Richmond Mayor Doesn't Want "Law Enforcement Approach" To Fight Violent Crime

Richmond Mayor Doesn't Want "Law Enforcement Approach" To Fight Violent Crime
AP Photo/Steve Helber

Richmond Mayor Levar Stoney doesn’t get nearly as much attention as his counterparts in bigger cities like Chicago or New York, but the Democrat has at least one thing in common with Lori Lightfoot and Bill de Blasio besides party affiliation; a rising violent crime rate and a desire to reimagine policing rather than deal with the individuals responsible.


Recently, a group of pastors in the Virginia capitol sent the mayor a letter asking him to appropriate funds from the American Rescue Plan to establish a group violence intervention program. The pastors, who’ve founded a group called Richmonders Involved to Strengthen Communities, first made the request back in February of last year, but they’ve been repeatedly rebuffed by the mayor’s office? Why?

“We appreciate the group’s work and interest, but disagree with their advocacy for a law-enforcement based approach to gun violence prevention,” wrote the mayor’s press secretary, Jim Nolan. “We are focused on evidence-based programs that are more community-focused, and reflect a human services and public health approach, such as the $500,000 grant we recently received from the state department of criminal justice services.”

This is, to put it bluntly, idiotic. The $500,000 grant that the mayor’s press secretary touted is going to pay for a program targeting middle schoolers considered to be at a high risk of taking part in violent activities as they get older. That’s great and all, but it’s not going to address the individuals who are committing violent crimes right now, unlike the pastors’ plan.


“We think we could have reduced a lot of that violence, not we, but the community could have,” said Pastor Ralph Hodge, who is a member and former president of RISC. “It hurts I mean, there are children being shot, adults being shot, we’ve got murder suicides.”

… According to Hodge, the group violence intervention program targets gangs and also works to identify groups that may not have a title but are connected and associate together.

Program leaders use a strategy called “focused deterrence,” which Hodge said has been proven to cut homicides in half in dozens of cities across the country.

“This is not about law enforcement going in and inflicting pain on a community,” explained Hodge. “This is about social services community orgs, where we really need to put public safety dollars.”

The program would cost around $60,000 dollars initially, which Hodge said is much less than the $500,000 grant being used to target middle schoolers at MLK and River City Middle Schools who have either witnessed gun violence firsthand or have a sibling who has committed gun violence.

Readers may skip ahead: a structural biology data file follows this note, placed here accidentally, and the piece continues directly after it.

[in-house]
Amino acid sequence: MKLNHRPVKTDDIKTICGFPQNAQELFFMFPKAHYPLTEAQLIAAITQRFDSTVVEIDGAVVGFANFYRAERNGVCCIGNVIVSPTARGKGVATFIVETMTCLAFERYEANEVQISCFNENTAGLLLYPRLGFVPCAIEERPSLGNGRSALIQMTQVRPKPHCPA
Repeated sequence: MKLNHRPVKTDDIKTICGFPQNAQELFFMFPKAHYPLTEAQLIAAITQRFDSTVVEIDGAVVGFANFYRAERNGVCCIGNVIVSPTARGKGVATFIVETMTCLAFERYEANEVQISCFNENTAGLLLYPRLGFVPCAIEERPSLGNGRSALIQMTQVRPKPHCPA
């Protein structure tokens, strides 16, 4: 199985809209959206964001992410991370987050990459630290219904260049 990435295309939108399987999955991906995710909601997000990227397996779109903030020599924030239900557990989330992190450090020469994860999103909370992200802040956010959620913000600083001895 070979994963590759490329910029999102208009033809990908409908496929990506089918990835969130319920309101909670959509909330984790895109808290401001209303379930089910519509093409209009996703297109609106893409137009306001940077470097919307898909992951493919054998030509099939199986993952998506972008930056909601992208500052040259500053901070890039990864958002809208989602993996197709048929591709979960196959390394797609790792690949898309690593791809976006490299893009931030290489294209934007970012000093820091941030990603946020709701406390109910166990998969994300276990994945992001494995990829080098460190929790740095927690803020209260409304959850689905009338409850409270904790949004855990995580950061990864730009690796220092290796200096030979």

“I think any any proactive approach is good,” said Hodge. “What we believe, though, is that you have an immediate problem that needs immediate addressing. And when you look at the ages of the shooters, most of the victims, they’re not in middle school and high school. They’re above age, they’re adults.”


The program that Hodge is talking about is Operation Ceasefire, which I’ve written about here before. Hodge outlined the program pretty well, but if you want a deep dive in how it works you can read this white paper from the Department of Justice. Despite Stoney’s objections, there’s plenty of non-policing interventions as part of Operation Ceasefire, but for those participants who don’t take advantage of the opportunity to turn their life around there’s also the promise that their future cases will be moved to federal court without the potential for a plea bargain. That’s apparently the sticking point for Stoney; the fact that there are tough legal consequences for those who continue to turn Richmond’s streets into their own personal shooting gallery.

Stoney’s response to the pastors is a disgrace, especially given the fact that 53 people have been murdered in Richmond so far this year, an increase of about 40% compared to 2020, which in turn was far more violent than 2019. For less than $100,000 the city could put a program in place that has reduced homicides by more than 50% in many of the places where its been established, but instead the mayor is holding on to most of the $155-million in federal funds available to the city as part of the American Rescue Plan.


And we should also note that while the mayor objects to a law-enforcement approach to dealing with violent criminals, Stoney’s fine with using the police to enforce new gun control laws like banning lawful firearms possession in Richmond’s Capitol Square and on city streets near permitted events. Stoney’s views on crime and guns would be laughable if they weren’t exacerbating the violence in Richmond and putting lives at risk. Unfortunately, there’s nothing funny about the disastrous course that Stoney is charting, or his unwillingness to steer the city towards safer shores.


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